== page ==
African Penguins at Boulders Beach

African Penguin and Two Chicks
What is the future for the African Penguin?

The season is changing, there is a definite nip in the air, and rain squalls seem to be the flavour of the moment. What better thing to do in such weather than take a family trip to Boulders Beach to see the African Penguins (well, if you are a from the north of England, rain showers and temperatures in the low teens is considered to be a corker of a bank holiday- head to the beach!)

My daughter still isn’t sure of these strange looking birds, she only recently decided that they were birds and not ‘fissies’. The boardwalk is the perfect place to see these perfect adaptations of nature up close (although the strip off to the south of the car park is equally as good, if not better). If you are new to penguins then here are some pointers on etiquette when dealing with them, especially where there are no fences. Penguins have sharp beaks and will bite you if your hand gets too close. The penguins are pretty good at letting you know when you are too close, its just that you need to have a rudimentary understanding of penguinese. You may think that they are turning their heads from side to side to get a better view of you, however, this head twisting means ‘back off monkey, you are too close for comfort, come any closer and we will test that tetanus shot of yours!’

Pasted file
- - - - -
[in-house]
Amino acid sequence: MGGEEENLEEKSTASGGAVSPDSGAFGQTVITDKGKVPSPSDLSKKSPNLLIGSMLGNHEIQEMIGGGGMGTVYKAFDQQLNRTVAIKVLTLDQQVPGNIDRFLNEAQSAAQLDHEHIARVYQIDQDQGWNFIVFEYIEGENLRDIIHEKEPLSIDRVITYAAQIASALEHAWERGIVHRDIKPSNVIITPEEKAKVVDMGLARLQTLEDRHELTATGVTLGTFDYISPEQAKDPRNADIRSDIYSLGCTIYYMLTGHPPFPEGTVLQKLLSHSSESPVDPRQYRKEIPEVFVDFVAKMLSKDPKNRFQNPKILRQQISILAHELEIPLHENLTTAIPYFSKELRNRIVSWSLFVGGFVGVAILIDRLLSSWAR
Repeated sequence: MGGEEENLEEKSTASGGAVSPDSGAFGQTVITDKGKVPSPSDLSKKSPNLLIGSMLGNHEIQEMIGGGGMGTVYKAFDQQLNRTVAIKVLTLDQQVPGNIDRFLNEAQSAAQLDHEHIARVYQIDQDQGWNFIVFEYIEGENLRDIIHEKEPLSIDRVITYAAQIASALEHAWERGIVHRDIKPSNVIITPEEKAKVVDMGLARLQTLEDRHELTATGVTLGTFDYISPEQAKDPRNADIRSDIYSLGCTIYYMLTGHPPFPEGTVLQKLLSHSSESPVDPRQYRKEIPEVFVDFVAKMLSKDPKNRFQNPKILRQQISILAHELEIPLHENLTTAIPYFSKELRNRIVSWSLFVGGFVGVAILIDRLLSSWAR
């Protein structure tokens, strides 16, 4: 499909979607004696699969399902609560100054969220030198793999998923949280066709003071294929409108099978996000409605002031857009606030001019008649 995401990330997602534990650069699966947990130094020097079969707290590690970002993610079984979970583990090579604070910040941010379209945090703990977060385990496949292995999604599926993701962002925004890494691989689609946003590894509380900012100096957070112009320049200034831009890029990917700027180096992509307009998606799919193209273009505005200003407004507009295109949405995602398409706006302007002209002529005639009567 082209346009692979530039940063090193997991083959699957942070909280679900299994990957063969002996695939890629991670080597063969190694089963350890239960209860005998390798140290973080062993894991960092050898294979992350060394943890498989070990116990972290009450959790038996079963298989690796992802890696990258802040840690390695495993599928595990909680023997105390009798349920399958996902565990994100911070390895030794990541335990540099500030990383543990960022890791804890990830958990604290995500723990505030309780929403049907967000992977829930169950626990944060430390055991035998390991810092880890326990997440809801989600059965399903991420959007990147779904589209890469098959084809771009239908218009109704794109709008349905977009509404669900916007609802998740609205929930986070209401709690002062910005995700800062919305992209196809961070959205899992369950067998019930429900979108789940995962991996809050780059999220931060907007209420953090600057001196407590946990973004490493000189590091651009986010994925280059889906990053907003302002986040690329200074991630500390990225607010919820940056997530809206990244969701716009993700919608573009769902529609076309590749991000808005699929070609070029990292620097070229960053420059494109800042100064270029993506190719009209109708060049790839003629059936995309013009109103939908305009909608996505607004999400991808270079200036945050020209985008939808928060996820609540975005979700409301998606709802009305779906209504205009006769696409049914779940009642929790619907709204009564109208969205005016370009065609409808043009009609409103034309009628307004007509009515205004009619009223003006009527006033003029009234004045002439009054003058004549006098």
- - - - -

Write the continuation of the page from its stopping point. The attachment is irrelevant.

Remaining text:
Now penguins are fantastic birds, full of character, and we are fortunate to live next to one of the most northerly nesting sites of the African Penguin (sometimes commonly called Jackass Penguins because of the distinctive call that only their mother could love). It is therefore unfortunate that we are possibly seeing the last of them. They are surviving at Boulders Beach, however, declining fish stocks, pollution, poor breeding seasons, predation and encrouchment on breeding habitat have put the African Penguin into a possible terminal decline.

Protecting sites like Boulders is very important for the survival of these birds in the wild. However, without a clear, workable and sustainable plan to protect fisheries it seems like a grim future for the African Penguin. You can do your bit by first, supporting the colony at Boulders (visit it ones in a while, the animals will love it if you do). More importantly, there is an attempt being made to promote responsible fishing practices. The fishing industry and government has introduced the South African Sustainable Seafood Initiative (SASSI). In an attempt to inform consumers about the fish they are thinking of buying, the initiative puts species of  into one of three categories according to whether it  is from a sustainable stock or not. It works on a traffic light system- a red fish are from a stock that is collapsing, or is on the brink of extinction- some will be indicated as being illegal in South Africa; orange indicates that a fish is highly vulnerable to current fishing practices or places other pressures on the environment, and consumers should think twice before buying; fish in the green list are most desirable for consumers as they are from stocks that can sustain current levels of fishing. The list changes from time to time as some species come and go for various reasons. You can get more information on SASSI as well as the current list of fish at the Cape Gateway website.

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